Conclusion: Given the asymmetry of both the pricing setup and fundamental outlook, secular yuan weakness and a bearish re-pricing of the Dim Sum bond market are two long-term TAIL risks we are flagging to you at the current juncture.
The most topical news out of Asia this morning came with the PBOC’s decision to widen the yuan’s trading band (vs. the USD) to up to 1% from its daily reference rate (from 0.5% prior). In theory, this should increase the volatility of the yuan, especially given the central bank’s desire to “promote price discovery” by enhancing the “two-way flexibility” of the currency. The PBOC did, however, state that they will keep the yuan “basically stable at an adaptive and equilibrium level” – denoting no change from their 2012 policy outlook statement or their actions (the yuan is down only -14bps vs. the USD since the start of the year).
We strongly caution against joining in the consensus hoopla which is still largely stuck on the secular yuan appreciation story. In fact, we are of the view that the China’s currency will likely weaken over the intermediate term as declining trade flows and a dramatically-subdued inflation environment gives the PBOC cover to pursue easing policy in the form of currency devaluation – a method of monetary easing that doesn’t necessarily undermine the State Council’s oft-restated goal of quashing speculation in China’s domestic property market. For a more in-depth look at each of those trends, please refer to our APR 10 piece titled, “China Is Boring”.
Jumping back to the consensus yuan appreciation story, the China Securities and Regulatory Commission’s decision to meaningfully expand its Qualified Foreign Intuitional Investor (QFII) and Renminbi QFII quotas ($80B from $30B; CNY50B from CNY20B) and a rebound in the country’s FX reserves in 1Q12 (+3.9% QoQ after posting their first quarterly decline in 4Q11 since 2Q98) are each contributing to a consensus view that China will continue to allow the yuan to appreciate as it seeks a greater international role for its currency amid unrelenting political pressure.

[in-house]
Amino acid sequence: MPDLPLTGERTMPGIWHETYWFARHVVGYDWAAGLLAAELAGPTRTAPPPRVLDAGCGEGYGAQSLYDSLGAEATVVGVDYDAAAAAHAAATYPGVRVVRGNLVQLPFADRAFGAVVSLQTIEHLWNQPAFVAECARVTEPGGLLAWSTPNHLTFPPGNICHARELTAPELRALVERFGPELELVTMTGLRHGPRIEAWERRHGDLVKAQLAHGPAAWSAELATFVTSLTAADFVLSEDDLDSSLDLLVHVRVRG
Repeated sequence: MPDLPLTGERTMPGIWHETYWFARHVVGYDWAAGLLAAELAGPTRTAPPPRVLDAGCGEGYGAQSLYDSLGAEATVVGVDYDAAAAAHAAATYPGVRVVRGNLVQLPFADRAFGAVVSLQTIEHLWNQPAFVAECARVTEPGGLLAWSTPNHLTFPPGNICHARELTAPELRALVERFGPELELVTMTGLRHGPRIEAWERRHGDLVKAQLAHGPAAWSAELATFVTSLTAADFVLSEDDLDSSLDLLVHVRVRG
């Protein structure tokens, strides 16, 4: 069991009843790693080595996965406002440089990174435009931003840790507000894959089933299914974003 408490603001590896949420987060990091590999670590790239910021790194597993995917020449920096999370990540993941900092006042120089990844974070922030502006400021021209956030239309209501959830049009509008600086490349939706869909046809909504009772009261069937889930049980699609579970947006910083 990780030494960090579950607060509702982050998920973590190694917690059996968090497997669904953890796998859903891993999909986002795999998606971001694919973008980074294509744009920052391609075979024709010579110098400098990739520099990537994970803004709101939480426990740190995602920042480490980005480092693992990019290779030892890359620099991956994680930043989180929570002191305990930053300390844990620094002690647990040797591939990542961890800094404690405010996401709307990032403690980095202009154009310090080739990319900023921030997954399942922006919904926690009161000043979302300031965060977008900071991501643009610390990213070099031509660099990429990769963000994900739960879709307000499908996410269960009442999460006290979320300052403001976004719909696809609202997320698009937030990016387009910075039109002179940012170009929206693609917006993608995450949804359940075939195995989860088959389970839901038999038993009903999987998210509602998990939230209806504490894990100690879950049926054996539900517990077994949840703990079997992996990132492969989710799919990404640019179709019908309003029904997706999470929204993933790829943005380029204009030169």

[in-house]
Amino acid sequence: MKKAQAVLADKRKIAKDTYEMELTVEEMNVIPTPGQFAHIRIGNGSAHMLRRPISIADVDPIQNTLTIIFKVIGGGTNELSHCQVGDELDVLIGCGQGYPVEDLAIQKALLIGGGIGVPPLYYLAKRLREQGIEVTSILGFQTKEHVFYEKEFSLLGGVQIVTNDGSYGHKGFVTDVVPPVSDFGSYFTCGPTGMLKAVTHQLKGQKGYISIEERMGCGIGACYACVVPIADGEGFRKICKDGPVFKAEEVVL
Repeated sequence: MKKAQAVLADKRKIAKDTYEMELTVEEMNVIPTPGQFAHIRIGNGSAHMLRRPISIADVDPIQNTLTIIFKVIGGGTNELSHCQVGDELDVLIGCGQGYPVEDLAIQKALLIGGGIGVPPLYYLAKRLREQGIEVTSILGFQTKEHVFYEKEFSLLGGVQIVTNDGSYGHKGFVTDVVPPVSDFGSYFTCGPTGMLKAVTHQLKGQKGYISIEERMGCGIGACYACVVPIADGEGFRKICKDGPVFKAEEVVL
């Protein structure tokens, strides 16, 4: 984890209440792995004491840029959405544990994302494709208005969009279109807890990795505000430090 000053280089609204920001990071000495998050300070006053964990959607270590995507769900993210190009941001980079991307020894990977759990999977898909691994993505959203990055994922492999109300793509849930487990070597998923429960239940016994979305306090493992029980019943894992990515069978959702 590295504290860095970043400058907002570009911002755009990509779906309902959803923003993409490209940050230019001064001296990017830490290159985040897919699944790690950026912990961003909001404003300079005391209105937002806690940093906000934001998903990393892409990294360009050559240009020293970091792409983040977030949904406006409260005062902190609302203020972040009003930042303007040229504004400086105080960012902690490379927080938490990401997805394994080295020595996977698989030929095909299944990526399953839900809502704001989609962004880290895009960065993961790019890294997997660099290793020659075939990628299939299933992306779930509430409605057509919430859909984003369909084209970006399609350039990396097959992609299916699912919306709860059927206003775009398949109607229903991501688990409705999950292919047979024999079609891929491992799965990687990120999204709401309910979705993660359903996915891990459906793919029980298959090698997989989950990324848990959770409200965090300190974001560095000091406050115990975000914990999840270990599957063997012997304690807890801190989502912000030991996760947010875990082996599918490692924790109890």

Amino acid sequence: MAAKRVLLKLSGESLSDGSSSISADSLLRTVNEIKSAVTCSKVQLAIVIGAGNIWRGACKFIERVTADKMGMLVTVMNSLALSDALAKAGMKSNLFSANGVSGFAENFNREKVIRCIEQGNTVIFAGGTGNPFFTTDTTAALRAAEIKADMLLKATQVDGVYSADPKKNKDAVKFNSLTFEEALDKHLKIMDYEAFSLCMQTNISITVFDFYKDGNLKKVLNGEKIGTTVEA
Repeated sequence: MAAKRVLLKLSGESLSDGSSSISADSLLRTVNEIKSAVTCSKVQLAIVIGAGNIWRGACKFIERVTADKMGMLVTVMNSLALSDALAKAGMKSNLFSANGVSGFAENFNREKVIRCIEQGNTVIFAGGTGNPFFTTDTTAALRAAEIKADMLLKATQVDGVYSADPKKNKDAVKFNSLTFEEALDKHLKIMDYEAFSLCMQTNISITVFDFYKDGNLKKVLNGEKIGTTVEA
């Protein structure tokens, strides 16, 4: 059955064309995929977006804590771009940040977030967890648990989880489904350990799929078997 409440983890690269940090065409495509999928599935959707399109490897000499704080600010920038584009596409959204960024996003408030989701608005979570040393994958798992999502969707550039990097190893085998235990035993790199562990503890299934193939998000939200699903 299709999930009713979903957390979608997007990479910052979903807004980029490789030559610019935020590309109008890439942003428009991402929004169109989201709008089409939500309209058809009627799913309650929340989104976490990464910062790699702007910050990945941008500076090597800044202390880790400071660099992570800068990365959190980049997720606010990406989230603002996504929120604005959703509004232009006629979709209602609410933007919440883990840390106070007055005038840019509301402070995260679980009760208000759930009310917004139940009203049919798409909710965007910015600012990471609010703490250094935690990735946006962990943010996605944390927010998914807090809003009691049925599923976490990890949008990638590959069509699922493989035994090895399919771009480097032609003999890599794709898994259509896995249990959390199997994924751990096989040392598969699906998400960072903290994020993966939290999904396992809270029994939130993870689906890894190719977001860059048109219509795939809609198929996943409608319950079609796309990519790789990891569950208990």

Per Bloomberg consensus forecasts, the yuan is likely to gain an additional +2.7% vs. the USD through year-end and an additional +4.3% in 2013. Looking to the premium/discount spread for offshore (Hong Kong) vs. onshore (Shanghai) rates, the buy-side is also bullish on the yuan in aggregate – assigning a +12bps premium to obtain yuan in Hong Kong, though down from +58bps in JAN. Because international investors are generally limited to obtaining offshore yuan for exposure to China’s currency, the premium/discount they apply to the onshore rate can be a colorful tool in determining how [collectively] bullish/bearish the buy-side is on the yuan at the present moment.
Lately, however, a noteworthy divergence has emerged in the relationship between the yuan’s present outlook with its future outlook. 1yr non-deliverable forwards (settled in USD) for both the CNY (onshore) and CNH (offshore) USD crosses are trading at a -0.6% and -1.2% discount, respectively, to their present rates – signaling that investors are increasingly hedging for yuan weakness, rather than strength, over the NTM.